Can I ask if your Dad is using anything to control the saliva, like atropine or amitriptyline or scopolamine?
 

JimInVA

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My PALS, Darcey, is beginning to have more frequent issues with aspirating saliva and having to move mucus from her lungs. To this point, we've been proactive with the CoughAssist and have found it to work for her needs. She noted early on that milk based items (ice cream, cheese, milk, etc.) seemed to cause mucus to deposit in her lungs. She does one of two things to negate that effect - (1) avoid the milk related item or (2) minimize the amount ingested and take a mucus relief pill in advance or immediately after. Darcey has begun to wonder if there will become a point-in-time when the CoughAssist won't be as helpful. Time will tell.

Good luck with finding a solution that works for your Dad.

My best...

Jim
 

Narrowminded

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Brian was not bulbular onset, however for him the mucous just continues to increase over time. In your dads case, it could be that he is aspirating the food and what he feels in there is food, or mucous.

Brian was also stubborn about it, and he already had a tube in place. He ended up having scrambled eggs removed from his lungs via a bronchoscope. That’s when he finally agree to quit eating by mouth.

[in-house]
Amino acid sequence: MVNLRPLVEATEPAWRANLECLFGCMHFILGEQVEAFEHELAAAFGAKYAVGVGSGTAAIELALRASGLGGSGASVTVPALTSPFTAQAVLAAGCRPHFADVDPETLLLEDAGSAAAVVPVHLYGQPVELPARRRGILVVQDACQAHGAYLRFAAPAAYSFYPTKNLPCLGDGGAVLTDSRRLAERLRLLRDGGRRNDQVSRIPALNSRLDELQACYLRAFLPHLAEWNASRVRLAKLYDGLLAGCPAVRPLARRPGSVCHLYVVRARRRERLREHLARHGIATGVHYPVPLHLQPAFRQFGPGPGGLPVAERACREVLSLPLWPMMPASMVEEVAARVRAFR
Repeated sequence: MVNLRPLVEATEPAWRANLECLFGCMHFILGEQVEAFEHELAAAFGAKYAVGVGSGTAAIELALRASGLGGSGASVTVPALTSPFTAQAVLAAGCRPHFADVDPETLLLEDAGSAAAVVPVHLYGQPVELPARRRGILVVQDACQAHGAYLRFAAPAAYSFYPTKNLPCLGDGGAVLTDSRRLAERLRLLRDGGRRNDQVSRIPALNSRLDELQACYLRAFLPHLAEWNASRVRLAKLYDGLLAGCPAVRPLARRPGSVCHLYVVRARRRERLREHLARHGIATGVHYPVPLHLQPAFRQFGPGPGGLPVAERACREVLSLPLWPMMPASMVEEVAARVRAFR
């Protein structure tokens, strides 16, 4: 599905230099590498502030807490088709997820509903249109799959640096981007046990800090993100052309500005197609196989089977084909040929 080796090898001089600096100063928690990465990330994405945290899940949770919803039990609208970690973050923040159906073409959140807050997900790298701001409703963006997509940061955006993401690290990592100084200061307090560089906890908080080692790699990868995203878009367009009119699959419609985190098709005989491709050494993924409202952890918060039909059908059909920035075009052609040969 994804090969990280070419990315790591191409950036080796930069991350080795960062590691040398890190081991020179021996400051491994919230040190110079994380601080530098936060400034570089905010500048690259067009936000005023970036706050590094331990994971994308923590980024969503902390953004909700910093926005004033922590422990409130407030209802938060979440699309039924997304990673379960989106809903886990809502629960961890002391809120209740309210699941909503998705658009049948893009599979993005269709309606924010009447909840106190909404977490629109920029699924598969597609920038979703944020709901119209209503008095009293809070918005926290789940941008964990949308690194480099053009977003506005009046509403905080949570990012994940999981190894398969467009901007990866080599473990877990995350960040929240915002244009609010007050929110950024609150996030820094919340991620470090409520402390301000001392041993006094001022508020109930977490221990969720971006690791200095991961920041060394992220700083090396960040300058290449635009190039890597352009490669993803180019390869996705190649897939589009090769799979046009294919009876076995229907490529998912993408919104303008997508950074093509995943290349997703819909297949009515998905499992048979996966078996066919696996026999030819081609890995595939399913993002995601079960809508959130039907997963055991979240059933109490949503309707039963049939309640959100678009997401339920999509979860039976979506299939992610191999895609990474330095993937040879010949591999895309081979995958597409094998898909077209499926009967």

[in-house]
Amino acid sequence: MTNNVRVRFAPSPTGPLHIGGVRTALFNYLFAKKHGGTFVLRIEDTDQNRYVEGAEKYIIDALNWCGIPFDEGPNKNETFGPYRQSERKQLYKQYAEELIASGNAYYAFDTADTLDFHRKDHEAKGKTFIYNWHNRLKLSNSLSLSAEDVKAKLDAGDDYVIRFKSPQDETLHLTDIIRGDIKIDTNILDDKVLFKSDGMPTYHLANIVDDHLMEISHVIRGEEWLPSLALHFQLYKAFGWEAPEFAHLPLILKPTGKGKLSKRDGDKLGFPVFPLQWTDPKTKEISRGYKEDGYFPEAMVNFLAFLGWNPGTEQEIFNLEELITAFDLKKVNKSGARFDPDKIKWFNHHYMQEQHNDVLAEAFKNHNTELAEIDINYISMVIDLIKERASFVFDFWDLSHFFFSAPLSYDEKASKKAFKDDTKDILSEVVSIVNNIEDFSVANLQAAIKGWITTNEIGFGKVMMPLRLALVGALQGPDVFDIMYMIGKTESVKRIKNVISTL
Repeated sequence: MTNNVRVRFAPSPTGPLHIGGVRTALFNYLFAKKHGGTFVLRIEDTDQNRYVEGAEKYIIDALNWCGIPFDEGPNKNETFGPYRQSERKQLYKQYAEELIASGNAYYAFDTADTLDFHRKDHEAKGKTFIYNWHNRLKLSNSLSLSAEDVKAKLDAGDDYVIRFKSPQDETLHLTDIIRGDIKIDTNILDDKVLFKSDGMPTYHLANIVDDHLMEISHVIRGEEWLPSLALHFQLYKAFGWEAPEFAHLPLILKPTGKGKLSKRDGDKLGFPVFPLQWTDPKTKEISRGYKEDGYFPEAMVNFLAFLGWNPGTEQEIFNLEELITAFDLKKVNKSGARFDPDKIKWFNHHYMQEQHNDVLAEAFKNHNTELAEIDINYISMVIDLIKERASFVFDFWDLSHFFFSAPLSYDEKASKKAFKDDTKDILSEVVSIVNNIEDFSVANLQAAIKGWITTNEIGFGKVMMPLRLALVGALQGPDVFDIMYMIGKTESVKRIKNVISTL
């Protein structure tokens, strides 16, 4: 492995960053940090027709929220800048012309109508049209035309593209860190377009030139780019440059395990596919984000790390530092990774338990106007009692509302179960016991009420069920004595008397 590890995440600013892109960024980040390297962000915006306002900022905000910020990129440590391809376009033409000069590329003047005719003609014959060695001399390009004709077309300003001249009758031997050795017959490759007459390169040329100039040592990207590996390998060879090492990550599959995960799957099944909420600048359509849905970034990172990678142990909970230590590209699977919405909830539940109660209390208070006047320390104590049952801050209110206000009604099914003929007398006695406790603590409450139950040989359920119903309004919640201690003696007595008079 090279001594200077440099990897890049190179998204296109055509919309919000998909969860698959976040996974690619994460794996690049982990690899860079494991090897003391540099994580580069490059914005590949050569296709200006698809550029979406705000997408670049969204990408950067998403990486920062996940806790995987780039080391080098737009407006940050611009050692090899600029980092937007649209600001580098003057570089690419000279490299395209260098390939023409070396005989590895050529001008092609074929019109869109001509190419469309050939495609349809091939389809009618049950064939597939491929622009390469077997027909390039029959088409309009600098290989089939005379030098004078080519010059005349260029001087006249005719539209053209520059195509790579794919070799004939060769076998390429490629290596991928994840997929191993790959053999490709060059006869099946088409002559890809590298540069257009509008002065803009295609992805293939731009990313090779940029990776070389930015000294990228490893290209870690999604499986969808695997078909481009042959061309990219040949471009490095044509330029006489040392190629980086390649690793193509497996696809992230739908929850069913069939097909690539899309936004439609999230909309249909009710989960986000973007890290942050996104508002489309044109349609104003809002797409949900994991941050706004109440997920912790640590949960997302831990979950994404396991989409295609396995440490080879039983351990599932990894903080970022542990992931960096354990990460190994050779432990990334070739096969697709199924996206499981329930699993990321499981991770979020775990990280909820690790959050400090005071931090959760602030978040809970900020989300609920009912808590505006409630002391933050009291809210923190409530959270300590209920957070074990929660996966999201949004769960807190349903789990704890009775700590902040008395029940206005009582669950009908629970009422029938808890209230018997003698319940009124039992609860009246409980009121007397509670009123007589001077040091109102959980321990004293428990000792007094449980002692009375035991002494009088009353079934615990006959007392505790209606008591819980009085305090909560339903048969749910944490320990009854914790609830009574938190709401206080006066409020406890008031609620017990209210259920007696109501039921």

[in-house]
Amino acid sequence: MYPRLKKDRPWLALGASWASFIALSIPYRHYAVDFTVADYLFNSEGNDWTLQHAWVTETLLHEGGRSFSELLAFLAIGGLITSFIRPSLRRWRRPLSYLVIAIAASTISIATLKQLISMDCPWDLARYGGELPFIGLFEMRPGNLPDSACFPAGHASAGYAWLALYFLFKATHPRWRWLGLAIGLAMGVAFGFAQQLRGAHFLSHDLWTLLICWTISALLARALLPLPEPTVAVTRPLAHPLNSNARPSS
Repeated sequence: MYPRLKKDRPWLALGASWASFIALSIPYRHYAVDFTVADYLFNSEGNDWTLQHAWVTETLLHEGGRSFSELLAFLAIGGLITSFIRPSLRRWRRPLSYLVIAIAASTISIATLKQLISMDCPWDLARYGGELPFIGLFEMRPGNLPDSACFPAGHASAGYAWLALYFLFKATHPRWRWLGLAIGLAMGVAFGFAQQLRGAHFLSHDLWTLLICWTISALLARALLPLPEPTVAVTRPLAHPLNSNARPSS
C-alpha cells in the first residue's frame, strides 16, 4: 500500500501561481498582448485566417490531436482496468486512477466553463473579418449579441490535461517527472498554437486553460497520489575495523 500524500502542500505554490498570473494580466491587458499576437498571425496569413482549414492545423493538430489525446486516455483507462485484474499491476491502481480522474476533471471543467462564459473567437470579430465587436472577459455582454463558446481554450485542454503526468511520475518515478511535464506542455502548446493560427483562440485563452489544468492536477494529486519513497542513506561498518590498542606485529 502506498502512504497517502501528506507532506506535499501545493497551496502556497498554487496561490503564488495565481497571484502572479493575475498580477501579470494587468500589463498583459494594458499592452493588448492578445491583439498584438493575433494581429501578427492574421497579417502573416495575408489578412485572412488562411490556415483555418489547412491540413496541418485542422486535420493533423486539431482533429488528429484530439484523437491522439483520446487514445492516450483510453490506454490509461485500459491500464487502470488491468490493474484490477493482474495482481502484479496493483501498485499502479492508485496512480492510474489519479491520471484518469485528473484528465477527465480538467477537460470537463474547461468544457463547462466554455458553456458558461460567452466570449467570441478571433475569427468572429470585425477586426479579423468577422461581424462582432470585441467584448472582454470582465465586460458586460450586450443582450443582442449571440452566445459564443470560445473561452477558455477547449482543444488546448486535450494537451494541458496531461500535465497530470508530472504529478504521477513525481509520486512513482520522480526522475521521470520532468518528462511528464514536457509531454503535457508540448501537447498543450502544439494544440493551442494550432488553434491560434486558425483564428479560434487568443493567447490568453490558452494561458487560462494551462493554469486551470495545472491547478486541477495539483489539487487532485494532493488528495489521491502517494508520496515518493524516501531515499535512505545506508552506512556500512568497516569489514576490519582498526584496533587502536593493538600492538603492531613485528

I wish you much luck with your dad.

Hugs, sue
 

NotMyDad

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Thank you so much for your replies!
My dad doesn't use any meds for saliva or mucus, and doesn't want to try any after his experience with Neudexta that made him very, very sick for days (he was so nauseous from it he pretty much stopped eating for a few days.

When the PALS gets food only through the PEG - do the problems with saliva and mucus stay the same, or would the decrease? I'd assume there would be no change as concerns mucus, but perhaps it'd get a bit better with saliva? Is saliva/mucus production still affected, then, by what food goes in through the tube?

I know I am not supposed to push any remedies into him, but I end up mentioning the PEG from time to time - especially after I get emails about new terrifying choking episodes...
 

GregK

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My opinion on the feeding tube:

Be aware that you have the right to refuse food at any time if you so choose. However, the G Tube is still invaluable for hydration and medicine.

IN MY OPINION getting a G Tube is a no-brainier, and forcing your caregiver (cALS) to watch you choke on water and medicine, and possibly die from pneumonia is terribly selfish. But, again, it is your choice.​